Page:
Technology and Differentiation

We are a school that differentiates instruction in every area of the student experience.  With 2 teachers and a TA in every room, we are in small groups 80-90% of our day, every day.  We group students according to true Tomlinsonian criteria- ability, readiness, and interest.  We are in a continuous process of formatively assessing our students and fluidly grouping them accordingly.

With the addition of a middle school in the last three years has come the development, implementation, and growth of our 1:1 program.  This program has allowed us to execute our differentiation practices even more effectively.

Using math as an example, we have begun to use Kahn Academy in a variety of effective ways that complement our classroom approach.  First students can watch a lesson (or a podcast created by our teachers) at home.  Doing so allows the student to control the pace and amount of repetition, as well as when they practice during a lesson.  A student with high ability, readiness, and interest will be able to successfully master a concept quickly, and then move on to teacher-outlined challenges beyond the core requirements of the lesson.  A student with high interest, but low ability of readiness will be able to resolve through the challenge because of the interest, and have access to a deep vault of practice questions in conjunction with the videos/podcasts.  The real differentiation comes into play when our students arrive in class knowing where they are on the continuum of the concept and can immediately self-place themselves in the group that is addressing their particular needs.  The increased ownership and metacognition has been incredibly valuable and empowering for our students.  It has also allowed our teachers more time to focus on various strategies to help the variety of learners, rather than spending requisite time on evaluation and groupings.  (we still do both of these steps, but far less).

Another way that technology has greatly enhanced our differentiation strategies lies in how we offer student choice based on interests, especially in social studies.  Our social studies programming is highly research and project based.   Since the skill sets for success in these areas lie in creativity, research skills, and reading comprehension, we allow our students to develop their own groups according to interest.  While we present the frameworks for the projects, students can execute them in a variety of ways based on their collective creative vision as a group.  Thus, technology is a catalyst in the research process and in the creation process.  Invariably, our students choose a web 2.0 tool to create their project presentation.  The choice afforded them by the framework and the assignment, combined with the technology tools and freedoms of the approach, allows them to pursue their interests, while also developing important academic skills.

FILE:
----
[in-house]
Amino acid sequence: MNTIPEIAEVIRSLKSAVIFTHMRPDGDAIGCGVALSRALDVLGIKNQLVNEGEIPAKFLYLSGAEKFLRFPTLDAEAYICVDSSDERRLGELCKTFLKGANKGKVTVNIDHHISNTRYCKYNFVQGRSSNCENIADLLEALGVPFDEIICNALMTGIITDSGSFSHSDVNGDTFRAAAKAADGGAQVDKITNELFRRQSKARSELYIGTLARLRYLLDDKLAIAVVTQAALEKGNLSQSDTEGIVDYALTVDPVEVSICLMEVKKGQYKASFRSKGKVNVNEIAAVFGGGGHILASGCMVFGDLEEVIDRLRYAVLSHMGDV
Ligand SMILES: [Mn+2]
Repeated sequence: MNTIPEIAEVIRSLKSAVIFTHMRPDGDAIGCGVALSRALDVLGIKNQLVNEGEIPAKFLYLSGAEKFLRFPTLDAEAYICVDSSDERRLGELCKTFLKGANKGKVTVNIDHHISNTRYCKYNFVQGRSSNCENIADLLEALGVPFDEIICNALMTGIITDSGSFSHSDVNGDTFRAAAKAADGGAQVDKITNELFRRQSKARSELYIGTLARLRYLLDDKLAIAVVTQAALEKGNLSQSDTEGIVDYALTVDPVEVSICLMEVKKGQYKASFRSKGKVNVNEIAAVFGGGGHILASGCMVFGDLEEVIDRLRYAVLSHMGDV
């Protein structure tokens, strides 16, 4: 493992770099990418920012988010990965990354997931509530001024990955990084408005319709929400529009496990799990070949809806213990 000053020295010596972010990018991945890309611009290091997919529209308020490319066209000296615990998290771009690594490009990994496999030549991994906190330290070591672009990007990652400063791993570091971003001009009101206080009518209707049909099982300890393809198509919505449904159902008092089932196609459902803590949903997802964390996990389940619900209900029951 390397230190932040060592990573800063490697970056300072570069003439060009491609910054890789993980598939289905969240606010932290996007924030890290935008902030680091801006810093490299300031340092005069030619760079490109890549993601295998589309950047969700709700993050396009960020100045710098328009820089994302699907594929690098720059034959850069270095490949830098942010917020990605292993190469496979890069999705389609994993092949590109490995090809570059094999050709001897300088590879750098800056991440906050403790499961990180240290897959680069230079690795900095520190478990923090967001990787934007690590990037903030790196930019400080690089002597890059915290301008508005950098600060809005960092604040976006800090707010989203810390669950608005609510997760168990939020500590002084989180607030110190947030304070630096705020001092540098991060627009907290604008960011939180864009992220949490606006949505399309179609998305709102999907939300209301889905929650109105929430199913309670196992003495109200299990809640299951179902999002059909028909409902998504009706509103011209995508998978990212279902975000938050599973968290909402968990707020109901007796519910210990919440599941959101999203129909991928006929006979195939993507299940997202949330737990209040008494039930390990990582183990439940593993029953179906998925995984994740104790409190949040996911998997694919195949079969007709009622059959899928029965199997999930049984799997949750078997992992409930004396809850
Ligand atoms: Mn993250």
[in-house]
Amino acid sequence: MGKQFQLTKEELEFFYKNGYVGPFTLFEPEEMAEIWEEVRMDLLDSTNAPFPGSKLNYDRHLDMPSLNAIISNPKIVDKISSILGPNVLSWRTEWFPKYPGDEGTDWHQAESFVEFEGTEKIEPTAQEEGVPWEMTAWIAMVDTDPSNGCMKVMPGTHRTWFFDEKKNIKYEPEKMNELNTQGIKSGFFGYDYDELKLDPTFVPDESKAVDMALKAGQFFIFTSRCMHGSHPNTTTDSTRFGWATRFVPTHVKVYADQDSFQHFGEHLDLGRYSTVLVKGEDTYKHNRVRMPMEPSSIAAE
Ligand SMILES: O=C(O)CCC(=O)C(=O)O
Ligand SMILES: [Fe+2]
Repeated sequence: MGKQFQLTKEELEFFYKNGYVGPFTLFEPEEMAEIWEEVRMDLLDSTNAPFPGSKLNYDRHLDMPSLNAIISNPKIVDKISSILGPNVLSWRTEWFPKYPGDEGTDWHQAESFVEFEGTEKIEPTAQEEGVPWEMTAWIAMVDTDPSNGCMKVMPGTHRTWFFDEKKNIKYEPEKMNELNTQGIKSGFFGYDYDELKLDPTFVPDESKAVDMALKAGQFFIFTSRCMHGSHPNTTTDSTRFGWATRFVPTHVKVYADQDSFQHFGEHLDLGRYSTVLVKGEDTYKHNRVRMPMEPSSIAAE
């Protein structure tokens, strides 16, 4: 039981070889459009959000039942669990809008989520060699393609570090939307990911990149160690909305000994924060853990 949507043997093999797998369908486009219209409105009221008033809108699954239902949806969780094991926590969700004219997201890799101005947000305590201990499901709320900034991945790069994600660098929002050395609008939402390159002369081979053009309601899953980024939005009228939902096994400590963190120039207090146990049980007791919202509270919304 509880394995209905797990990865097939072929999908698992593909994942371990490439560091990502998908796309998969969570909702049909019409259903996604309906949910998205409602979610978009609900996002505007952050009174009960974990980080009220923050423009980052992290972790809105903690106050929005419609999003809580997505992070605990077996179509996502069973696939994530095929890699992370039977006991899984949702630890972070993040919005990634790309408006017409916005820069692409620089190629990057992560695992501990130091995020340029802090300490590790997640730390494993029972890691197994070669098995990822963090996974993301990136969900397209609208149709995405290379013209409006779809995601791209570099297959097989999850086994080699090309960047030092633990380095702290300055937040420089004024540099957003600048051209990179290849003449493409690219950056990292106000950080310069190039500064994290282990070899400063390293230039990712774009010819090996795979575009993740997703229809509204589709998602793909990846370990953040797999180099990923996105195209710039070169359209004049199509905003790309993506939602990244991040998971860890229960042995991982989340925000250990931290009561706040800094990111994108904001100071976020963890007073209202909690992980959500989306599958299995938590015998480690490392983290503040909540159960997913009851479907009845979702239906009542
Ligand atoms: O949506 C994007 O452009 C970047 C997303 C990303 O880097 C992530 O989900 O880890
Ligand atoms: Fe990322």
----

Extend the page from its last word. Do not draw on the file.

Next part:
The result of the approach in social studies also manifests many of the 21st Century Skills that have been determined to be integral for our students to develop.  Collaboration, creativity, critical thinking, and communication (4 of Bassett’s 5+1) and Johansen’s “Maker Instinct” are all central to our technology based differentiation strategies.

We also differentiate our social emotional educational strategies.  We mostly differentiate based on student readiness for various topics.  While we do so mostly based on age and gender, we often use short video to introduce a social emotional topic, and then allow our students to interpret the meaning/message behind the short video.  In their response before we as teachers tell them the purpose/meaning, they are differentiating for themselves according to how the concepts apply to them- in this respect, the process is more individualization than differentiation, but ultimately, we do ask the students what the concept means to them as a group.  For example, we talked with our 6th graders recently about intangibles and qualifiable skills, such as effort, collaborative spirit, conflict resolution, and leadership.  While some of our students are excelling in math and language arts, some make tremendous contributions to our school because the exemplify hard work, can be a calming presence in a classroom etc.  This week we shared a video about the Allegory of the Animal School to plant the seeds of these important concepts. (http://www.youtube.com/watch?v=o8limRtHZPs). Technology allowed us to share an idea without saying a word.  The students’ attention to the video arose from their interest in video, the music, the graphics etc.  It held their attention, let them contemplate meaning, and share their thoughts.

Finally, we also differentiate our leadership program through a steering committee program. http://www.amle.org/BrowsebyTopic/WhatsNew/WNDet.aspx?ArtMID=888&ArticleID=125. This program allows students to develop, implement, and execute important events and initiatives.  We rely heavily on technology.  Our 2nd annual Blood Drive this year was a great example.  After students propose and idea, they develop a committee based on peers who are both interested, and who have an ability in a specific areas.  This year, we focused on digital communication with the community, with Red Cross, and with the scheduling planning.  Thus, when we called for volunteers, we need tech-interested and tech-savvy students to create, collaborate, and communicate with technology tools.

Technology has allowed us to continuously look at how we execute our mission on a daily basis in an increasingly high quality manner.

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